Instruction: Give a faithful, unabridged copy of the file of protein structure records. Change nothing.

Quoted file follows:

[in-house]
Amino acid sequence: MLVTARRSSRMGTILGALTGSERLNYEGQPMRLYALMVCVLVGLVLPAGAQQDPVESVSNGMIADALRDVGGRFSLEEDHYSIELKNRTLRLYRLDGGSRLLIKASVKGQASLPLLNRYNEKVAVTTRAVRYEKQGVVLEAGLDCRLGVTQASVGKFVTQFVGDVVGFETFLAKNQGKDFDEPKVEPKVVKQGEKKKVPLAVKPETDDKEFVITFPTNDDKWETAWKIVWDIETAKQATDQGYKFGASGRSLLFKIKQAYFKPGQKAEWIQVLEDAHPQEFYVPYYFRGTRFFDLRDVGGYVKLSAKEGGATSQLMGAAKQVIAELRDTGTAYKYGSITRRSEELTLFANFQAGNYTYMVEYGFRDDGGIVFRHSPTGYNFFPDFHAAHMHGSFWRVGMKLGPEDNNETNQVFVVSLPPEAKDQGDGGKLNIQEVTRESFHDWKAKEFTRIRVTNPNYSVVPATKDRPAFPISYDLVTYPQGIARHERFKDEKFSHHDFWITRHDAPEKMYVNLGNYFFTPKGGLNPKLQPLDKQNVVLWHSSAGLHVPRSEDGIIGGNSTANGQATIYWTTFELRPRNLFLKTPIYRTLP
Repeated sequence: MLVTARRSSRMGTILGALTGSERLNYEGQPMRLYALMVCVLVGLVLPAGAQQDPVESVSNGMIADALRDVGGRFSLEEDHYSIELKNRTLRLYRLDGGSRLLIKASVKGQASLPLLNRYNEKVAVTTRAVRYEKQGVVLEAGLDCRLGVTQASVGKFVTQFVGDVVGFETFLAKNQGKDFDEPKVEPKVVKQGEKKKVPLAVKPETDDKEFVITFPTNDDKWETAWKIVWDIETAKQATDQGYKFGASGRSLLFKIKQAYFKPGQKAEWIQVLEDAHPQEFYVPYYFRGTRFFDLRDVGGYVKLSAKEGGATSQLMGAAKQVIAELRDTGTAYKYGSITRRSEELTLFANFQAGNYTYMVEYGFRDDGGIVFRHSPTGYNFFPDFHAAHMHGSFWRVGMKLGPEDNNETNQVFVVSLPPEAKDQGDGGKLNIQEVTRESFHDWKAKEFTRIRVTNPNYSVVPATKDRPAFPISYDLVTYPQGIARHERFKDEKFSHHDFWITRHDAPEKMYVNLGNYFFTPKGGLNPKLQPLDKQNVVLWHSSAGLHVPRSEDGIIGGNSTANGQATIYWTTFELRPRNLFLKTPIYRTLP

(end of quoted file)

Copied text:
[in-house]
Amino acid sequence: MLVTARRSSRMGTILGALTGSERLNYEGQPMRLYALMVCVLVGLVLPAGAQQDPVESVSNGMIADALRDVGGRFSLEEDHYSIELKNRTLRLYRLDGGSRLLIKASVKGQASLPLLNRYNEKVAVTTRAVRYEKQGVVLEAGLDCRLGVTQASVGKFVTQFVGDVVGFETFLAKNQGKDFDEPKVEPKVVKQGEKKKVPLAVKPETDDKEFVITFPTNDDKWETAWKIVWDIETAKQATDQGYKFGASGRSLLFKIKQAYFKPGQKAEWIQVLEDAHPQEFYVPYYFRGTRFFDLRDVGGYVKLSAKEGGATSQLMGAAKQVIAELRDTGTAYKYGSITRRSEELTLFANFQAGNYTYMVEYGFRDDGGIVFRHSPTGYNFFPDFHAAHMHGSFWRVGMKLGPEDNNETNQVFVVSLPPEAKDQGDGGKLNIQEVTRESFHDWKAKEFTRIRVTNPNYSVVPATKDRPAFPISYDLVTYPQGIARHERFKDEKFSHHDFWITRHDAPEKMYVNLGNYFFTPKGGLNPKLQPLDKQNVVLWHSSAGLHVPRSEDGIIGGNSTANGQATIYWTTFELRPRNLFLKTPIYRTLP
Repeated sequence: MLVTARRSSRMGTILGALTGSERLNYEGQPMRLYALMVCVLVGLVLPAGAQQDPVESVSNGMIADALRDVGGRFSLEEDHYSIELKNRTLRLYRLDGGSRLLIKASVKGQASLPLLNRYNEKVAVTTRAVRYEKQGVVLEAGLDCRLGVTQASVGKFVTQFVGDVVGFETFLAKNQGKDFDEPKVEPKVVKQGEKKKVPLAVKPETDDKEFVITFPTNDDKWETAWKIVWDIETAKQATDQGYKFGASGRSLLFKIKQAYFKPGQKAEWIQVLEDAHPQEFYVPYYFRGTRFFDLRDVGGYVKLSAKEGGATSQLMGAAKQVIAELRDTGTAYKYGSITRRSEELTLFANFQAGNYTYMVEYGFRDDGGIVFRHSPTGYNFFPDFHAAHMHGSFWRVGMKLGPEDNNETNQVFVVSLPPEAKDQGDGGKLNIQEVTRESFHDWKAKEFTRIRVTNPNYSVVPATKDRPAFPISYDLVTYPQGIARHERFKDEKFSHHDFWITRHDAPEKMYVNLGNYFFTPKGGLNPKLQPLDKQNVVLWHSSAGLHVPRSEDGIIGGNSTANGQATIYWTTFELRPRNLFLKTPIYRTLP